BEIJING: Debt-mired developer Evergrande is struggling to appease angry homebuyers and investors knocking on its doors for cash taken as deposits for unbuilt homes and promised yields.

Here is a timeline of Evergrande’s rise to one of China’s biggest developers and demise into one of its worst debtors:

1996: The dream begins

Steel-factory worker Xu Jiayin starts Evergrande, targeting millions of middle-class Chinese climbing onto the property ladder across the rapidly urbanising country.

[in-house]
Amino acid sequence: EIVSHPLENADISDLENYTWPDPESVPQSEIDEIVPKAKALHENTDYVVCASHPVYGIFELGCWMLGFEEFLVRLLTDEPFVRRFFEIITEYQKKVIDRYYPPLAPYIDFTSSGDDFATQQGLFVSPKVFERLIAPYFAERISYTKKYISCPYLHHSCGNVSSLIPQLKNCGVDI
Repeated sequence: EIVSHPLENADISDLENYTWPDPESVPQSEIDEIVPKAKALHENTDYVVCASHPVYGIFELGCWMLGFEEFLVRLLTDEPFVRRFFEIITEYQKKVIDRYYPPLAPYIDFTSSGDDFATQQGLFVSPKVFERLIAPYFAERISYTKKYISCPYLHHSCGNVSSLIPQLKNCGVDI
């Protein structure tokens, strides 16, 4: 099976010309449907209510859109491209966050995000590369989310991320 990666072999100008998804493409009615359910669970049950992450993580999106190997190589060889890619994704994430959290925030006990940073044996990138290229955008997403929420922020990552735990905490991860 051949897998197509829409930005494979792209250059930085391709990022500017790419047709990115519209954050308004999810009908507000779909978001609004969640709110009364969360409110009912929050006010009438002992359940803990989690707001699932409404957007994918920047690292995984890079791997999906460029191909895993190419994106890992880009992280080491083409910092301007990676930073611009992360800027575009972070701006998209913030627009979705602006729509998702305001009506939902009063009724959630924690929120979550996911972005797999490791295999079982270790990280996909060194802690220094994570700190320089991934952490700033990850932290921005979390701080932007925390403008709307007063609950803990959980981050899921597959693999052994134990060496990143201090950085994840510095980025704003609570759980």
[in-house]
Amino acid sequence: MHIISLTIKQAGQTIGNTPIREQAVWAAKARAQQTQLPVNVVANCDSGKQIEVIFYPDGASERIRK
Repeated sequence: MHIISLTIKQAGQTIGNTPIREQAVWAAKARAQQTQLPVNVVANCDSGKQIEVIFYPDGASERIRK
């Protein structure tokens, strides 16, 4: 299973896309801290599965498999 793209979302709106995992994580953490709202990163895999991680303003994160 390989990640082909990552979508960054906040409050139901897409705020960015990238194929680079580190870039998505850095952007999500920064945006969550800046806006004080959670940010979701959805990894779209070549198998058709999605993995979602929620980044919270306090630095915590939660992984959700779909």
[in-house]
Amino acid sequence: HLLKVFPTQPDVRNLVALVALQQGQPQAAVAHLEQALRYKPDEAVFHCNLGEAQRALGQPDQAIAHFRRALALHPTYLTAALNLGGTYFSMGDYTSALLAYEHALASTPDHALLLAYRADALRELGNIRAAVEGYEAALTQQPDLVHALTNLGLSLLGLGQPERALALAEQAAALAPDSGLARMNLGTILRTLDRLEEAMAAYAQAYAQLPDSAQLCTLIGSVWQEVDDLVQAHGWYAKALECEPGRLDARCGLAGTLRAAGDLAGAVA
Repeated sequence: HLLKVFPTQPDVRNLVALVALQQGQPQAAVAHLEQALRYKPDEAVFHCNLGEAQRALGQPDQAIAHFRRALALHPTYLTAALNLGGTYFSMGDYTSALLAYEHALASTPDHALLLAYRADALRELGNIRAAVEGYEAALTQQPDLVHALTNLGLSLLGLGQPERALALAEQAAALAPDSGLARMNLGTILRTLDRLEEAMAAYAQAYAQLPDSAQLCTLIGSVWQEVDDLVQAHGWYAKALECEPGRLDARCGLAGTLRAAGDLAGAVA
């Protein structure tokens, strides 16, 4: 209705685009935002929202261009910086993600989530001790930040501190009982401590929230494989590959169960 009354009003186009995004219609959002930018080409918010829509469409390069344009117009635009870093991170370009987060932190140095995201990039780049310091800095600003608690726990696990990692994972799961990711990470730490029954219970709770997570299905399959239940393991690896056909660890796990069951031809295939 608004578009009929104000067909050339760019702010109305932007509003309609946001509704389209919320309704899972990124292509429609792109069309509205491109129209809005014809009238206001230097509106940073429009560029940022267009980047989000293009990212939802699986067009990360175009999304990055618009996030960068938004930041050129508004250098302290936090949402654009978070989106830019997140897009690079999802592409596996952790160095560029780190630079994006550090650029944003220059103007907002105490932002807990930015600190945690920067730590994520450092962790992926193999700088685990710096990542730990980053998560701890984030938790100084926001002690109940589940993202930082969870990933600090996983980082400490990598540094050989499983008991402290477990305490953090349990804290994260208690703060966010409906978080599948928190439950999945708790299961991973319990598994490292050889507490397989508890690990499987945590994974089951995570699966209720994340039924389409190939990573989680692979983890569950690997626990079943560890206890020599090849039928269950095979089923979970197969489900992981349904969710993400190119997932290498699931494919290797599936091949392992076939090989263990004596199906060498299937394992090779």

2009 – 2010: Start of expansion

After going public in 2009, Evergrande takes control of Chinese Super League club Guangzhou, renaming Guangzhou Evergrande and spends billions of dollars on foreign players, helping it to win a succession of titles.

The company also moves into the dairy, grain and oil businesses and later tries to build an electric car – kicking off a debt-fuelled spending spree.

2017: Richest man

Xu becomes the richest person in Asia with a net worth of US$43 billion.

2018: Central bank raises red flag

In November the first signs of trouble emerge when China’s central bank adds Evergrande to its list of highly indebted conglomerates to watch, flagging that a potential collapse could cause systemic risks.

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